NEA1307_01.003 | Information for ORIGENS, PREORI | 25 |

NEA1307_01.004 | BINBCD Command file to compile and link | 3 |

NEA1307_01.005 | BINBCD Command file for execution | 34 |

NEA1307_01.006 | BINBCD FORTRAN source | 413 |

NEA1307_01.007 | MARBUP Biuldup factor library | 2490 |

NEA1307_01.008 | MARGAM Gamma data library | 1602 |

NEA1307_01.009 | MARISO Nuclide data library | 11547 |

NEA1307_01.010 | MARMER Command file to compile and link | 5 |

NEA1307_01.011 | MARMER FORTRAN source | 6010 |

NEA1307_01.012 | MARMER Command file for execution | 7 |

NEA1307_01.013 | MARMER Sample problem 1 | 63 |

NEA1307_01.014 | MARMER Sample problem 1 output | 577 |

NEA1307_01.015 | MARMER Sample problem 2 | 815 |

NEA1307_01.016 | MARMER Sample problem 2 output | 4922 |

NEA1307_01.017 | MARSMC FORTRAN source | 3987 |

NEA1307_01.018 | MARSUB FORTRAN source | 1080 |

NEA1307_01.019 | PREORI Command file to compile and link | 4 |

NEA1307_01.020 | PREORI FORTRAN source | 212 |

NEA1307_01.021 | PREORI Command file for execution | 15 |

NEA1307_01.022 | PREORI Sample problem | 10 |

NEA1307_01.023 | PREORI Sample problem output | 38 |

NEA1307_01.024 | PICTURE Command file to compile and link | 5 |

NEA1307_01.025 | PICTURE FORTRAN source | 299 |

NEA1307_01.026 | PICTURE Command file for execution | 4 |

NEA1307_01.027 | PICTURE Sample problem | 59 |

NEA1307_01.028 | PICTURE Sample problem output | 313 |

NEA1307_01.029 | ORIGENS Command file to compile and link | 4 |

NEA1307_01.030 | ORIGENS FORTRAN source | 10186 |

NEA1307_01.031 | ORIGENSMAIN FORTRAN source | 748 |

NEA1307_01.032 | ORIGENS Command file for execution | 11 |

NEA1307_01.033 | ORIGENS Sample problem | 38 |

NEA1307_01.034 | ORIGENS Sample problem output | 1358 |

NEA1307_01.035 | ORIGENS Sample problem output (by NEADB) | 694 |

NEA1307_01.036 | PHOACT Photon actinide library | 292 |

NEA1307_01.037 | PHOLITE Photon light element library | 653 |

NEA1307_01.038 | PHOFISP Photon fission product library | 547 |

NEA1307_01.039 | ACTINIDE Actinide library | 505 |

NEA1307_01.040 | SMALLITE Light element library | 1265 |

NEA1307_01.041 | SMALFISP Fission product library | 505 |

NEA-1307/02

File name | File description | Records |
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NEA1307_02.001 | MARMER Information File | 354 |

NEA1307_02.002 | MARMER Source code file # 1 | 6039 |

NEA1307_02.003 | MARMER Source code file # 2 | 3990 |

NEA1307_02.004 | MARMER Source code file # 3 | 1080 |

NEA1307_02.005 | Source code file of program BINBCD | 431 |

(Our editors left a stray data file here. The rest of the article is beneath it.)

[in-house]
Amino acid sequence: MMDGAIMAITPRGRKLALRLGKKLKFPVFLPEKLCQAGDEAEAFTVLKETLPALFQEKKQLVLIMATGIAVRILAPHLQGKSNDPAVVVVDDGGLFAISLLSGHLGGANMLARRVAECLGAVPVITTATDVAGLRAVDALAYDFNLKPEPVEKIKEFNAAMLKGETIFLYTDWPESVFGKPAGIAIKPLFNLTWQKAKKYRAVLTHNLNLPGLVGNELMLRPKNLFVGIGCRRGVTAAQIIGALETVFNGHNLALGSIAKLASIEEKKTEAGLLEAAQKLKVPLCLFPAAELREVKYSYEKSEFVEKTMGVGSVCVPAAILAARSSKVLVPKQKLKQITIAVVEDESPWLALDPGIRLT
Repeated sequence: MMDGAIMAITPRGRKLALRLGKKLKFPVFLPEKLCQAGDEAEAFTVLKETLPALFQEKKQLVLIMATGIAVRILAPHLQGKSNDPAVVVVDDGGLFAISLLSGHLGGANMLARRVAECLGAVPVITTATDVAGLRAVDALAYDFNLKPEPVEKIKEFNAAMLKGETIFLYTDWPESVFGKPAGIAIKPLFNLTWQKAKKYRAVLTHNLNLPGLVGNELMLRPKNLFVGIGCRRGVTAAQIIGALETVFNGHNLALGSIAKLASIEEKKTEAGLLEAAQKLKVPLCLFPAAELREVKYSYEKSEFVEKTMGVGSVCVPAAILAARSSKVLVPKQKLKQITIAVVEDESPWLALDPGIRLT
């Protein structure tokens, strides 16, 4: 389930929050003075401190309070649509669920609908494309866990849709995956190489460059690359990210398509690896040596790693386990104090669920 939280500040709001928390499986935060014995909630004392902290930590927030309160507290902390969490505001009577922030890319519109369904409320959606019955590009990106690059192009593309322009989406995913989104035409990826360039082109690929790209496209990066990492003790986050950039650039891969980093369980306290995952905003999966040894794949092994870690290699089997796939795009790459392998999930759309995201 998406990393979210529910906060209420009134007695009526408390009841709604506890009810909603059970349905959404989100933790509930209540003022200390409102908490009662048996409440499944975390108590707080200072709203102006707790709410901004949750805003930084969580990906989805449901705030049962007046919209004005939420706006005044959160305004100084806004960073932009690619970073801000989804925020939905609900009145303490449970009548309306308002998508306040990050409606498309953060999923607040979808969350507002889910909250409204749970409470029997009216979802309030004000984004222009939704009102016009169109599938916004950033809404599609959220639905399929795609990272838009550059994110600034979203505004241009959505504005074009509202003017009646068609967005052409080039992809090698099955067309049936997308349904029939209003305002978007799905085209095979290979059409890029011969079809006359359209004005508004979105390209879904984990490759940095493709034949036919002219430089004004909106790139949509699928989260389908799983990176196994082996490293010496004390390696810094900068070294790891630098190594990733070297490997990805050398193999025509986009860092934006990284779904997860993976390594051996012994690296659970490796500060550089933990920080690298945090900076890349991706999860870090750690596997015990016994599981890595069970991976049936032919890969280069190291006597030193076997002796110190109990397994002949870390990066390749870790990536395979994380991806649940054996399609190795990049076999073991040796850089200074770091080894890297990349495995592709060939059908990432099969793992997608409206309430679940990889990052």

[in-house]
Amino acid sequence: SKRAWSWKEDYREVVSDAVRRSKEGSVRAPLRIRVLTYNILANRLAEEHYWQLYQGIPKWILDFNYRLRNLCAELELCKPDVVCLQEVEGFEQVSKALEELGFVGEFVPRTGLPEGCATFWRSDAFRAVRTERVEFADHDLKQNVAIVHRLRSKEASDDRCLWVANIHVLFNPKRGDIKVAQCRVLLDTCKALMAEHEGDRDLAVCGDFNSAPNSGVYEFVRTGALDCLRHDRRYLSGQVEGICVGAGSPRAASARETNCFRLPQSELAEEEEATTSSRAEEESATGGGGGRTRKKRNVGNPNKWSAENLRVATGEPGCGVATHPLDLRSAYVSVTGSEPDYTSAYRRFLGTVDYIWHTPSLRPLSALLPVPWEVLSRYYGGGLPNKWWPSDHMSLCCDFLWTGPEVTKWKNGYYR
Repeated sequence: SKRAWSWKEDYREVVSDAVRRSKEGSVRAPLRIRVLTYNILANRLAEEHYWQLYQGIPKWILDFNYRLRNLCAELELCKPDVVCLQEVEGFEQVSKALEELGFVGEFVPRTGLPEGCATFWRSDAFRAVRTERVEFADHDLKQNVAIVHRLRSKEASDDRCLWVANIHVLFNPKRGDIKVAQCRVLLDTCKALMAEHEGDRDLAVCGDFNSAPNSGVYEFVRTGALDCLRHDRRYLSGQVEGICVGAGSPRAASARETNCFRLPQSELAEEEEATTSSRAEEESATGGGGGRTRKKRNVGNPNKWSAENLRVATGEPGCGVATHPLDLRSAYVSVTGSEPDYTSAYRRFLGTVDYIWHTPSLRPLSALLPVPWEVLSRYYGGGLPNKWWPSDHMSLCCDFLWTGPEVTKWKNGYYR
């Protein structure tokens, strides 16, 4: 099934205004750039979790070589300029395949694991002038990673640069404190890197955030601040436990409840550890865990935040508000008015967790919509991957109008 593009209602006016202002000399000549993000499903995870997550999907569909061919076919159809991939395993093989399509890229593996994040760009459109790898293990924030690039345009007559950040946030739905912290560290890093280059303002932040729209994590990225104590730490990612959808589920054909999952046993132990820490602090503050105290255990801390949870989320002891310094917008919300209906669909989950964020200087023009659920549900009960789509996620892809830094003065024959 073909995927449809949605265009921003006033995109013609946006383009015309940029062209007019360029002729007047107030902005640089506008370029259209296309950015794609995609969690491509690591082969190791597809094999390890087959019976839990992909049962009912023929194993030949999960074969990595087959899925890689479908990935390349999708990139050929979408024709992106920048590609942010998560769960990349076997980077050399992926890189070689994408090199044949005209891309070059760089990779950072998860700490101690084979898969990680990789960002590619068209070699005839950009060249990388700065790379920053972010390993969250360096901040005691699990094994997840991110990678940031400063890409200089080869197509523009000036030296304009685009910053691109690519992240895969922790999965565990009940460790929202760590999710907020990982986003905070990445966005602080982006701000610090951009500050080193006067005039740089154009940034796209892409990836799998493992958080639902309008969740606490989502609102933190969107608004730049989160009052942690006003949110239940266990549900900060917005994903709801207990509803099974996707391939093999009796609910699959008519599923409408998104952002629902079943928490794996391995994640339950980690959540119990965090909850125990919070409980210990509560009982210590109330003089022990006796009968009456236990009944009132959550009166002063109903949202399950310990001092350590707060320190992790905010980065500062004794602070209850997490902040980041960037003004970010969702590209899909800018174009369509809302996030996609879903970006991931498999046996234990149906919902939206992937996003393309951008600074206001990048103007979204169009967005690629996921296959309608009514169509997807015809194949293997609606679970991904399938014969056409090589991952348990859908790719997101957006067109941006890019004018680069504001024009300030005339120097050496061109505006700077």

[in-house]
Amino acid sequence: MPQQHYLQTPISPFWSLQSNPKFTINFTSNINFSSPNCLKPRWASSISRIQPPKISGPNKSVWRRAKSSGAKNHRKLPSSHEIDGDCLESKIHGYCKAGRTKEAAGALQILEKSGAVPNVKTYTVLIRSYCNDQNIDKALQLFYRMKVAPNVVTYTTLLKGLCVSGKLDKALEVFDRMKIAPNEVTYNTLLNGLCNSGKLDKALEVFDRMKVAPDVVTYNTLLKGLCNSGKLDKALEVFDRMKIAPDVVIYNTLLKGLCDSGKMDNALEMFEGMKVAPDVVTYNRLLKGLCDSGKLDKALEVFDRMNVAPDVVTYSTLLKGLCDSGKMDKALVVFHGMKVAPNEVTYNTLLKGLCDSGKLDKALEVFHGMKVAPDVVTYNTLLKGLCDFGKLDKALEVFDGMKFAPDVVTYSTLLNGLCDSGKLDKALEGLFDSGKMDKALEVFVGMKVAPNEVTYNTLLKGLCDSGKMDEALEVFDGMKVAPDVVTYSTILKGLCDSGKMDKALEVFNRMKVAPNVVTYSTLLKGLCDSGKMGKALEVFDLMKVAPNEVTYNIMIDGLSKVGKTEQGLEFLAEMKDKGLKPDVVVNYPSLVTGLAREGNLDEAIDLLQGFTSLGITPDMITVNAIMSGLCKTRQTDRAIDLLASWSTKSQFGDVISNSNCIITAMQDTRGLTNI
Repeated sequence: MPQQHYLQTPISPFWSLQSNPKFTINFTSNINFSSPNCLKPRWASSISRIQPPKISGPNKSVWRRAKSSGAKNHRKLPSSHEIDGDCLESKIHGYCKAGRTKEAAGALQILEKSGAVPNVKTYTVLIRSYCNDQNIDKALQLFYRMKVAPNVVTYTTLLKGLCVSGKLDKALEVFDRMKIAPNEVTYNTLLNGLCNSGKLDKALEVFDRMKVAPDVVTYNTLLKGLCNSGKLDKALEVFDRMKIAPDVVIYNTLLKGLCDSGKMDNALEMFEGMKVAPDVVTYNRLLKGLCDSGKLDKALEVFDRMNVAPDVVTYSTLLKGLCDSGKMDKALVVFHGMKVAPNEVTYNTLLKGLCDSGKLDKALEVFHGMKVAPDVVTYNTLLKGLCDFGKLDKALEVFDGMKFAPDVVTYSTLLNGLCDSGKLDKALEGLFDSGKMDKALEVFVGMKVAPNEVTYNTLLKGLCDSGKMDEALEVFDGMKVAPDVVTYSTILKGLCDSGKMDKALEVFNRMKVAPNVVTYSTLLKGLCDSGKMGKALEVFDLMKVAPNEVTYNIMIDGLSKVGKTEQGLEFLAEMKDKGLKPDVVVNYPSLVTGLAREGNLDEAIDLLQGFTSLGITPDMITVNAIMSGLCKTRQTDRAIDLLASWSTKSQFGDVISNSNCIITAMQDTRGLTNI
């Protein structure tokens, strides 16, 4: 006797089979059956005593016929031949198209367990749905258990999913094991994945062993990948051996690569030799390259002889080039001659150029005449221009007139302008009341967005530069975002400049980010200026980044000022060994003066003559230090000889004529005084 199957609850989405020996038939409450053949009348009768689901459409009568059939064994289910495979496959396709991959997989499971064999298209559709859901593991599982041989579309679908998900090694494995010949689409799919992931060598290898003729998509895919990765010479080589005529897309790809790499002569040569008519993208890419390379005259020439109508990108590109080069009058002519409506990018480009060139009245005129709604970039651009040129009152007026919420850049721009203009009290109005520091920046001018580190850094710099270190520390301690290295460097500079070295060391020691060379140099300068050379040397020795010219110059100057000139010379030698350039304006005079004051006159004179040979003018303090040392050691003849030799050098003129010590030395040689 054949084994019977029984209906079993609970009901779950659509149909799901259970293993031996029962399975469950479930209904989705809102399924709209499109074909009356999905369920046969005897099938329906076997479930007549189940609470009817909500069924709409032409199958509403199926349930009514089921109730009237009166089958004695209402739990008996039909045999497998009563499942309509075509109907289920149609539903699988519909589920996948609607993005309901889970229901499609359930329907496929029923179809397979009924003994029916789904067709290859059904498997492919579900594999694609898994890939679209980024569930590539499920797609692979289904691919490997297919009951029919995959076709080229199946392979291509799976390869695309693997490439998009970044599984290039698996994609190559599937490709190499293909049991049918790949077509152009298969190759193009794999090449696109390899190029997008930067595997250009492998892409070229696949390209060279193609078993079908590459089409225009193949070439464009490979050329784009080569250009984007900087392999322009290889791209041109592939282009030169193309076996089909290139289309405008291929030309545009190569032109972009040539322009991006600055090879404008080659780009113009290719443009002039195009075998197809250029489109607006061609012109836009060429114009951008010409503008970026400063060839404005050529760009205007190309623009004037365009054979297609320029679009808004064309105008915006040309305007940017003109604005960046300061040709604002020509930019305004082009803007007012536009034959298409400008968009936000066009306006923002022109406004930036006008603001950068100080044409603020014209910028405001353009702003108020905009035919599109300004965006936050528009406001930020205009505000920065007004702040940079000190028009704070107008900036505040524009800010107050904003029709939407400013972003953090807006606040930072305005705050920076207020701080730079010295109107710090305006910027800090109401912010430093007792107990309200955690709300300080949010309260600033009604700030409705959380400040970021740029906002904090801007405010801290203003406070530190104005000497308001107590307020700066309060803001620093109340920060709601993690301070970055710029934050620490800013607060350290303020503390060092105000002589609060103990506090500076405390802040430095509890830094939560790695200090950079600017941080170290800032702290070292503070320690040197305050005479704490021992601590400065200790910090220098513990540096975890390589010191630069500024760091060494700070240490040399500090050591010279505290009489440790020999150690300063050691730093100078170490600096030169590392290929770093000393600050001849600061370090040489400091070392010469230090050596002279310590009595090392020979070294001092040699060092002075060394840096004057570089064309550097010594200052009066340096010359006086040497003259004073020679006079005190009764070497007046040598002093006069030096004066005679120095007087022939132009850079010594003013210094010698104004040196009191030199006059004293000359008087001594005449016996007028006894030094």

NEA1307_02.006 | Source code file of program ORMARM | 26 |

NEA1307_02.007 | Source code file of program PICTURE | 304 |

NEA1307_02.008 | Batch file to create the exec. MARMER.EXE | 23 |

NEA1307_02.009 | Batch file to create the exec. BINBCD.EXE | 15 |

NEA1307_02.010 | Batch file to create the exec. ORMARM.EXE | 15 |

NEA1307_02.011 | Batch file to create the exec. PICTURE.EXE | 23 |

NEA1307_02.012 | Batch file to create the exec. BINBCD.EXE | 22 |

NEA1307_02.013 | Aux. file to create binary library MARBUP | 2 |

NEA1307_02.014 | Aux. file to create binary library MARGAM | 2 |

NEA1307_02.015 | Aux. file to create binary library MARISO | 2 |

NEA1307_02.016 | Executable file of program MARMER | 0 |

NEA1307_02.017 | Executable file of program ORMARM | 0 |

NEA1307_02.018 | Executable file of program BINBCD | 0 |

NEA1307_02.019 | Executable file of program PICTURE | 0 |

NEA1307_02.020 | MARBUP - Library of buildup factor data | 2490 |

NEA1307_02.021 | MARGAM - Library of gamma data | 1602 |

NEA1307_02.022 | MARISO - Library of nuclide data | 8061 |

NEA1307_02.023 | Binary version of library MARBUP.LIB | 0 |

NEA1307_02.024 | Binary version of library MARGAM.LIB | 0 |

NEA1307_02.025 | Binary version of library MARISO.LIB | 0 |

NEA1307_02.026 | Sample ORIGEN output vector | 245 |

NEA1307_02.027 | Nuclide binary data file | 0 |

NEA1307_02.028 | Sample input data file for MARMER | 63 |

NEA1307_02.029 | Sample output data file (MARMER results) | 577 |

NEA1307_02.030 | DOS file-names | 29 |

Keywords: Monte Carlo method, absorption, buildup, dose rates, gamma radiation, point kernels, shielding.